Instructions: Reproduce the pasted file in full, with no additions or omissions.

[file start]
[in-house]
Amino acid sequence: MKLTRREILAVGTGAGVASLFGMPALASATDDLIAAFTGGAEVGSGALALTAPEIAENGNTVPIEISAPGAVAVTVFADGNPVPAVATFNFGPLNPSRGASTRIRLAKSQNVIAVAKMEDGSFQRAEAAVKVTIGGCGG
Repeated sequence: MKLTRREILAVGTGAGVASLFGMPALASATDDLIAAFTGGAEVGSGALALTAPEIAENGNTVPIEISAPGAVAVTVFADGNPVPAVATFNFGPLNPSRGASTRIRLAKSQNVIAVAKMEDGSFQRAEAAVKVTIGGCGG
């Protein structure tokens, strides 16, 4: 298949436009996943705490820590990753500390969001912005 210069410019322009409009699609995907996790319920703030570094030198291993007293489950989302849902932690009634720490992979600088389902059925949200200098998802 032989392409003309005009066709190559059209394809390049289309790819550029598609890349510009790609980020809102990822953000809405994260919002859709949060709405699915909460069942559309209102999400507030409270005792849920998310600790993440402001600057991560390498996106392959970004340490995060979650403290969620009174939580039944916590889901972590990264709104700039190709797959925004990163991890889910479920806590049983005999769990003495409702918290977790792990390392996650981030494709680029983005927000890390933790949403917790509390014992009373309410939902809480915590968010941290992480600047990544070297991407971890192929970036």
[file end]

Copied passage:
[in-house]
Amino acid sequence: MKLTRREILAVGTGAGVASLFGMPALASATDDLIAAFTGGAEVGSGALALTAPEIAENGNTVPIEISAPGAVAVTVFADGNPVPAVATFNFGPLNPSRGASTRIRLAKSQNVIAVAKMEDGSFQRAEAAVKVTIGGCGG
Repeated sequence: MKLTRREILAVGTGAGVASLFGMPALASATDDLIAAFTGGAEVGSGALALTAPEIAENGNTVPIEISAPGAVAVTVFADGNPVPAVATFNFGPLNPSRGASTRIRLAKSQNVIAVAKMEDGSFQRAEAAVKVTIGGCGG
């Protein structure tokens, strides 16, 4: 298949436009996943705490820590990753500390969001912005 210069410019322009409009699609995907996790319920703030570094030198291993007293489950989302849902932690009634720490992979600088389902059925949200200098998802 032989392409003309005009066709190559059209394809390049289309790819550029598609890349510009790609980020809102990822953000809405994260919002859709949060709405699915909460069942559309209102999400507030409270005792849920998310600790993440402001600057991560390498996106392959970004340490995060979650403290969620009174939580039944916590889901972590990264709104700039190709797959925004990163991890889910479920806590049983005999769990003495409702918290977790792990390392996650981030494709680029983005927000890390933790949403917790509390014992009373309410939902809480915590968010941290992480600047990544070297991407971890192929970036």